The seats at Engel Stadium were filled with Knotholes on Thursday night.
Engel Stadium opened its doors to the public Thursday as part of a community open house and reunion of the Knothole Gang, a baseball league that also gave kids the opportunity to attend Lookouts games for free if they met certain requirements.
"This may be the first time in a long time these seats have had people in them," said Bill Kuehn, manager of Engel Stadium. "But I can guarantee you, there will be fannies in them for years to come."
For many, visiting the stadium Thursday was a reminder of good times in the past.
"To visit this stadium means a lot to me, because when I walk on that field, it's like a church to me," said Buck Johnson, former sports editor of The Chattanooga Times, who spoke Thursday. "The thing that the Knothole Gang gave to me made me who I am today."
Knotholes were expected to study and earn good grades, go to church and not use curse words in order to be able to play baseball in the league and earn the ultimate benefit of attending Lookouts games for free. They were given official cards that were signed by their parents.
Bill Neighbors was wearing copies of his three Knothole cards, the first of which he received in 1937, and said he used to come to games at the stadium with his grandfather.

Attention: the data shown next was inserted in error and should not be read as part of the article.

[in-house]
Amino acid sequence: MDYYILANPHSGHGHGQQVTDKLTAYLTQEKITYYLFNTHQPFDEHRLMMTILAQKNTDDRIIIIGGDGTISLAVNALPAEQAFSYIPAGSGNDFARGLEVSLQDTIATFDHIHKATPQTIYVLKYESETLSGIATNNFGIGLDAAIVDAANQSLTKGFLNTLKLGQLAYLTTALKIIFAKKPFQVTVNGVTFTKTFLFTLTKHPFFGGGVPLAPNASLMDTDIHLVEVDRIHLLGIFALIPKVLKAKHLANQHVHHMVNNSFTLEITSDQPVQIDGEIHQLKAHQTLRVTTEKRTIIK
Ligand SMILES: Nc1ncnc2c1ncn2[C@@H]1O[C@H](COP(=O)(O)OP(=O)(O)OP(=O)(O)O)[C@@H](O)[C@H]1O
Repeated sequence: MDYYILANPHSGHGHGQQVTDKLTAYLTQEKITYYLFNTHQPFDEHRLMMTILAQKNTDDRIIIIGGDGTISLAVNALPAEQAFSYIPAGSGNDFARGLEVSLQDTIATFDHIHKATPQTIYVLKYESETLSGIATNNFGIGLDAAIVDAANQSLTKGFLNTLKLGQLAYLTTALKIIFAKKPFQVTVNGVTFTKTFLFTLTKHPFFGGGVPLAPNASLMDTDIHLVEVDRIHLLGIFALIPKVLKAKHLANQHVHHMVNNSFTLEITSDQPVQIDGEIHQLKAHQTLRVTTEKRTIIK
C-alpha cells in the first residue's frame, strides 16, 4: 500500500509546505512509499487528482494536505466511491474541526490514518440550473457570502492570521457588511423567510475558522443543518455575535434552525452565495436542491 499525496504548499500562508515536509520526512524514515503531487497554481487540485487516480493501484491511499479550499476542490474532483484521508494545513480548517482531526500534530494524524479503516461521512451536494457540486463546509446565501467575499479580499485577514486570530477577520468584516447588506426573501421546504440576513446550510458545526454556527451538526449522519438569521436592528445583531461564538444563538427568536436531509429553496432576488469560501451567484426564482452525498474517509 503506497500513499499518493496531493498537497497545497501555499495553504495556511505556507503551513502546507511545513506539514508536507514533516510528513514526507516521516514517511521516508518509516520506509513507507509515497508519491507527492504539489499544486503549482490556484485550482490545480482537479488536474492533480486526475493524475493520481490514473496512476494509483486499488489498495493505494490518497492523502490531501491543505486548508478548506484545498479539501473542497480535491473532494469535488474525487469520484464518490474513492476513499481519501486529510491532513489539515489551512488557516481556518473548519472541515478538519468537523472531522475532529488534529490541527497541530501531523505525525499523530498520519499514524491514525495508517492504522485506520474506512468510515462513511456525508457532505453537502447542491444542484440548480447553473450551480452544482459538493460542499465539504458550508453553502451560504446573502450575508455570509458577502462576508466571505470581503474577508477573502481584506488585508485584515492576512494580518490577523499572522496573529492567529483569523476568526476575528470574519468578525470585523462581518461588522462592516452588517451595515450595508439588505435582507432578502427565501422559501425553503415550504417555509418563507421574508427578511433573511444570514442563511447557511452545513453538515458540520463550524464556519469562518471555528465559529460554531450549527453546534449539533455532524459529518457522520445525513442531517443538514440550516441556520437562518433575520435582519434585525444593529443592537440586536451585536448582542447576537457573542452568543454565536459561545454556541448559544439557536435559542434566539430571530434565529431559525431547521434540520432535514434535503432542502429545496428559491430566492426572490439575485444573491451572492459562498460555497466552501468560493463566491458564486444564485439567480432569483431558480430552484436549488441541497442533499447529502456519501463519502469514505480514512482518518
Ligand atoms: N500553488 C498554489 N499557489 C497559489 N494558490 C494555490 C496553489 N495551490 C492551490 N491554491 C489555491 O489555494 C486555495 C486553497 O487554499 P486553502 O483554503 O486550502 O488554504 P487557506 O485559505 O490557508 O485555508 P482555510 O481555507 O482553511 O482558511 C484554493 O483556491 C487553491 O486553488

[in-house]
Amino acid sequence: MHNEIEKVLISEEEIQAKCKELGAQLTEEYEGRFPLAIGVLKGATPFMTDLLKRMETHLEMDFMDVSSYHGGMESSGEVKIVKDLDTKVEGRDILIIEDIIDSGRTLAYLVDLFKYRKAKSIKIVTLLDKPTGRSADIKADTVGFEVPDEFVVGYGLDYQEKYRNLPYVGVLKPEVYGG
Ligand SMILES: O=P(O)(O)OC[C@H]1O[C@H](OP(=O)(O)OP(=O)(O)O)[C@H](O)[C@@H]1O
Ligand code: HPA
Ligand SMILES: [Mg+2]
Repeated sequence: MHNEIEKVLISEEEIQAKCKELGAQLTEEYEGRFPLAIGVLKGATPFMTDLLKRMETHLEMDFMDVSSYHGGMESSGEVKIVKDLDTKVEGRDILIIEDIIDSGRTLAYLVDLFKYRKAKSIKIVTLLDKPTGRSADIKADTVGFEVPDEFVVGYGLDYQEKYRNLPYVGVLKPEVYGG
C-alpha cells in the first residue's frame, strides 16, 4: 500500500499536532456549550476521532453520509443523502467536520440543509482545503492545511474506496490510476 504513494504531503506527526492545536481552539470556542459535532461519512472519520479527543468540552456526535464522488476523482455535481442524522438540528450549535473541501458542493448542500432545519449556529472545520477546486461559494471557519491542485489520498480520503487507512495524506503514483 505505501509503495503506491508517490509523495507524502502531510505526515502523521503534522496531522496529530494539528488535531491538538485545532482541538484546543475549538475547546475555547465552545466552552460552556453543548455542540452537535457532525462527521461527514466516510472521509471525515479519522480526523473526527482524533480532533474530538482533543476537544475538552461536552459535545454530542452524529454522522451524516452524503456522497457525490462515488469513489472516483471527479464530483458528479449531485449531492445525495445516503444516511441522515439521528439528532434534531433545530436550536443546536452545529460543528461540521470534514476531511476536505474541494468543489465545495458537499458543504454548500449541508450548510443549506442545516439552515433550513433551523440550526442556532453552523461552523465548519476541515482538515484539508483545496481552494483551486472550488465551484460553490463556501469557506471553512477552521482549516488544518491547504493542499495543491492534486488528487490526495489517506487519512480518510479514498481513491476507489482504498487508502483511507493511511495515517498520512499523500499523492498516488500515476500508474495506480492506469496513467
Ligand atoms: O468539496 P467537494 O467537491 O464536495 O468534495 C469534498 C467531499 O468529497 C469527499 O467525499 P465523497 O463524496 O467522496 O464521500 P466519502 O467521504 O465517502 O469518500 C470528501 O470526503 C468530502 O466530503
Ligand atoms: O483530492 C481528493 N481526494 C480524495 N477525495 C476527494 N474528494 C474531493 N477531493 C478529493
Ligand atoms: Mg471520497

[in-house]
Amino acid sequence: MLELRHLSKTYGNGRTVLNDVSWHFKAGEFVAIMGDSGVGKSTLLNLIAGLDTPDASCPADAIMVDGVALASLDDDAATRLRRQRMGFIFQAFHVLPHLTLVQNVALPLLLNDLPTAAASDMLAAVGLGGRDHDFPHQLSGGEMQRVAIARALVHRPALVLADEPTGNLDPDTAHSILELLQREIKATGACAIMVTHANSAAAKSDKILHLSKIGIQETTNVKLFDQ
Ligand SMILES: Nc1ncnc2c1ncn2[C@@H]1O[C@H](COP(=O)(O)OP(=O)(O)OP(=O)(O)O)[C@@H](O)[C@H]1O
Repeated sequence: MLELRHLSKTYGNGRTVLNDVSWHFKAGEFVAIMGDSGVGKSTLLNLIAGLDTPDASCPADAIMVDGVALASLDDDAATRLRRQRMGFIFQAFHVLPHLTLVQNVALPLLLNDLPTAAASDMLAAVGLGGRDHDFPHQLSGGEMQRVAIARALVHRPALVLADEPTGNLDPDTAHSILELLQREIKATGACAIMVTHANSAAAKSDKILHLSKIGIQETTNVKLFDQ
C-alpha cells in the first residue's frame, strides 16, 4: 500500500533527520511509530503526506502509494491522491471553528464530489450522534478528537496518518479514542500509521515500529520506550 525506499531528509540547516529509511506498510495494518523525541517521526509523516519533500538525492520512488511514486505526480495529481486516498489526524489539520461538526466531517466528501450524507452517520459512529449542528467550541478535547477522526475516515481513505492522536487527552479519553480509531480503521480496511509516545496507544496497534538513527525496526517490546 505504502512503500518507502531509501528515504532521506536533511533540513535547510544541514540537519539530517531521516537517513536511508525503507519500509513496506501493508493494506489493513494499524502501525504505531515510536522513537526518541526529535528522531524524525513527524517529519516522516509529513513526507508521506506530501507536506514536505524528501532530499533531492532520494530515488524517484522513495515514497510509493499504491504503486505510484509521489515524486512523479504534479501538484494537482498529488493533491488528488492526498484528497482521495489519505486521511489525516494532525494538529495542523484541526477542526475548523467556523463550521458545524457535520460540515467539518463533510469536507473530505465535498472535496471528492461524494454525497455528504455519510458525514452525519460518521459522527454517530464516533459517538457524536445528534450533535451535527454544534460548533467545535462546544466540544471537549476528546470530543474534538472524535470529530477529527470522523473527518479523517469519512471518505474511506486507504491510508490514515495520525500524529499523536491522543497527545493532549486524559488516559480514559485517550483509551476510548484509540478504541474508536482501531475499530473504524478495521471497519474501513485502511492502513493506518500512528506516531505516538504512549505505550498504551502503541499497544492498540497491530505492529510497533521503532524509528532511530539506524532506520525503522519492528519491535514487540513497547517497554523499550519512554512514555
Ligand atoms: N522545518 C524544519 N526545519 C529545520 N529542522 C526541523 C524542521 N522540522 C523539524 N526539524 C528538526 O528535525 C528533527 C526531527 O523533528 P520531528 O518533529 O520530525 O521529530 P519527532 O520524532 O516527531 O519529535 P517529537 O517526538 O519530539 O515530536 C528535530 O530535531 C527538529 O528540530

Ralph White spent two years selling popcorn and Coke in Engel Stadium starting in the summer of 1949. Every once and awhile, Ruby Williams, the woman who ran the concessions, would let him sell hot dogs.
"You had to come over here real neat looking if you wanted to sell hot dogs," White said. "A lot of us boys, we'd come over here after playing baseball -- we weren't looking that good."
But despite the outpouring of support, there is still a big question about what the future holds for Engel Stadium.
"We really are at a decision point in this community about whether we are going to save this thing or not," said Chattanooga City Councilman Peter Murphy, who was at the stadium Thursday with his son, Burke.
Rink Murray and his sister Erin Murray said they would love to see the stadium used for community events, particularly concerts.
"I understand the draw to get everything down by the riverfront, but they could do so much here," said Rink Murray, who was there with his kids. "This would be a great place for a kid's carnival, or a brewfest would be great here. I would come down here for that."